Tuesday, 19 March 2019

On the 100th aniversary of the death of Sir Hugh Munro

Braeriach & Ben Macdui

One hundred years ago on the 19th March 1919 Sir Hugh Munro died. His name lives on in the Scottish mountains over 3,000 feet high. Back in 1891 he compiled a list of these for the Scottish Mountaineering Club, a list ever since known as Munro's Tables. Despite the introduction of decimal measurements many decades ago - even the Tables now give the hills in metres - the romance of Sir Hugh's list has carried forward with hundreds of hillwalkers setting out to complete all 282 Munros (something Munro himself never achieved - he had two left when he died).


The Munro Society has an exhibition called The Munro Legacy at the AK Bell Library in Perth until May 18, after which it will be touring round Scotland. I went to see this last week and it's excellent (disclaimer, I may be biased as I do have a small mention in it!).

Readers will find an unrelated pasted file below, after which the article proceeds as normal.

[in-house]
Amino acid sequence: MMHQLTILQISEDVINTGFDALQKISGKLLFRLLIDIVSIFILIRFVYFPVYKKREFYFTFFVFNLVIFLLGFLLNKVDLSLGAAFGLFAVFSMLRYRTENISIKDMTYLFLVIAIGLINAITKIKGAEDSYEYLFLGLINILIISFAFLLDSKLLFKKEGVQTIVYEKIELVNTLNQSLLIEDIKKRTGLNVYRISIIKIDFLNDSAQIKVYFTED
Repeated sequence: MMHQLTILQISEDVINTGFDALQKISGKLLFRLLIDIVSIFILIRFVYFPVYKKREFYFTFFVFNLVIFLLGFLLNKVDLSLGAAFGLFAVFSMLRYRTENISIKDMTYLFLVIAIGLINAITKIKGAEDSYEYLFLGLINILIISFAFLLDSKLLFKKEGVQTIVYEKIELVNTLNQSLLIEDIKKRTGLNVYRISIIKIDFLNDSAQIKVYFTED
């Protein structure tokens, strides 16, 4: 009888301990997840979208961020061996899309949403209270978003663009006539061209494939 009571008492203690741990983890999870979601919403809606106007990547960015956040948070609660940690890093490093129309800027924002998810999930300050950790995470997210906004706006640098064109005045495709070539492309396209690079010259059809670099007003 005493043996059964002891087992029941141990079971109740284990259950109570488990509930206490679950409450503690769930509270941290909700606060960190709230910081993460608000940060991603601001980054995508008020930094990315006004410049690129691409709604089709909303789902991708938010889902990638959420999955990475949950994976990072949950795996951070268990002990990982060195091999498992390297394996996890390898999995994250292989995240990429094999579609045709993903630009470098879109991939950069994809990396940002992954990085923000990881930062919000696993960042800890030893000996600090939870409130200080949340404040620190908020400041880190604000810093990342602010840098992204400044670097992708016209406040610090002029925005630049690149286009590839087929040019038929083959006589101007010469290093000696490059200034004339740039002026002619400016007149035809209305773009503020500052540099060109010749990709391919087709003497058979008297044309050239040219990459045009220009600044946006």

The exhibition tells ' the story of Sir Hugh’s life, the birth of the Tables, the growth of completers, the pioneers, the working class movement, the post war years, recent times and, of course, the Munro Society. Other subjects included are developments impacting on our hills, youth on our hills and Munros and wild land.'

On display are many historic items including Sir Hugh’s aneroid barometer, the ice axe used by the first Munroist, the Rev A. E. Robertson, and a copy of the original Munro’s Tables.










In honour of Sir Hugh many hillwalkers have been posting their favourite Munros. I've been asked a few times and always say Ben Macdui. Actually though it's impossible to really say, there are so many magnificent ones. Here are a dozen of my favourites.
 
Buachaille Etive Mor

Liathach

Ladhar Bheinn

Ben Nevis
Sgurr a'Mhaim

An Teallach

Bidein nam Bian

Braeriach
Ben Macdui

The Inaccessible Pinnacle

Sgurr nan Gillean

Cairn Toul

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